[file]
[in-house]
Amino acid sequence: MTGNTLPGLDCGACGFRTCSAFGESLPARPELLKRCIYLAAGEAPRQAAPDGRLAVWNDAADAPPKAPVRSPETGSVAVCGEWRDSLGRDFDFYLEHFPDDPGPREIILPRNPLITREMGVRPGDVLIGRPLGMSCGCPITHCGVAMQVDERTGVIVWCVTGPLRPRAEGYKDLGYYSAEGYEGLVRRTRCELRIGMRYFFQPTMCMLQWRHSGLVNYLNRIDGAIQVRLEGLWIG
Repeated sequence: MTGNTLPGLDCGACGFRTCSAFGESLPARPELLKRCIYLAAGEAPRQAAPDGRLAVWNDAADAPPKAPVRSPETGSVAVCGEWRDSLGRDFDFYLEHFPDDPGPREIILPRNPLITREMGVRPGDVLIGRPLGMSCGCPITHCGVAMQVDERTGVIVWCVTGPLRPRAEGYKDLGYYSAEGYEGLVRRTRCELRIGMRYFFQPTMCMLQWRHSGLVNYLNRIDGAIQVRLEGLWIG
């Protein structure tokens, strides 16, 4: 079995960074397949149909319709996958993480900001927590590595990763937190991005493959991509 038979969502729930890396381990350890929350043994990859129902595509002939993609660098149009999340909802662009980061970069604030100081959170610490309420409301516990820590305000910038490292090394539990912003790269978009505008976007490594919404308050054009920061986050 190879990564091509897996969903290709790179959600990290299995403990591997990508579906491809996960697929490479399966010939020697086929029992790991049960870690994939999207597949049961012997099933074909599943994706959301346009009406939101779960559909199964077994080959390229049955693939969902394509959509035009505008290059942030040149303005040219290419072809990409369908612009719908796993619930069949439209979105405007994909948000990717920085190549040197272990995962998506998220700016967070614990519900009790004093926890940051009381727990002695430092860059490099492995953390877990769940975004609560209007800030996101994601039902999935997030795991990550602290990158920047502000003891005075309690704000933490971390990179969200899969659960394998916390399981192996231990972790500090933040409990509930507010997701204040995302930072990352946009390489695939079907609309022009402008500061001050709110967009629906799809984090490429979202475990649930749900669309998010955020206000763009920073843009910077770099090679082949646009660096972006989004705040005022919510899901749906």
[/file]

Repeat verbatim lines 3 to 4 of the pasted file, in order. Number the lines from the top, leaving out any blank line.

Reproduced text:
Repeated sequence: MTGNTLPGLDCGACGFRTCSAFGESLPARPELLKRCIYLAAGEAPRQAAPDGRLAVWNDAADAPPKAPVRSPETGSVAVCGEWRDSLGRDFDFYLEHFPDDPGPREIILPRNPLITREMGVRPGDVLIGRPLGMSCGCPITHCGVAMQVDERTGVIVWCVTGPLRPRAEGYKDLGYYSAEGYEGLVRRTRCELRIGMRYFFQPTMCMLQWRHSGLVNYLNRIDGAIQVRLEGLWIG
């Protein structure tokens, strides 16, 4: 079995960074397949149909319709996958993480900001927590590595990763937190991005493959991509 038979969502729930890396381990350890929350043994990859129902595509002939993609660098149009999340909802662009980061970069604030100081959170610490309420409301516990820590305000910038490292090394539990912003790269978009505008976007490594919404308050054009920061986050 190879990564091509897996969903290709790179959600990290299995403990591997990508579906491809996960697929490479399966010939020697086929029992790991049960870690994939999207597949049961012997099933074909599943994706959301346009009406939101779960559909199964077994080959390229049955693939969902394509959509035009505008290059942030040149303005040219290419072809990409369908612009719908796993619930069949439209979105405007994909948000990717920085190549040197272990995962998506998220700016967070614990519900009790004093926890940051009381727990002695430092860059490099492995953390877990769940975004609560209007800030996101994601039902999935997030795991990550602290990158920047502000003891005075309690704000933490971390990179969200899969659960394998916390399981192996231990972790500090933040409990509930507010997701204040995302930072990352946009390489695939079907609309022009402008500061001050709110967009629906799809984090490429979202475990649930749900669309998010955020206000763009920073843009910077770099090679082949646009660096972006989004705040005022919510899901749906």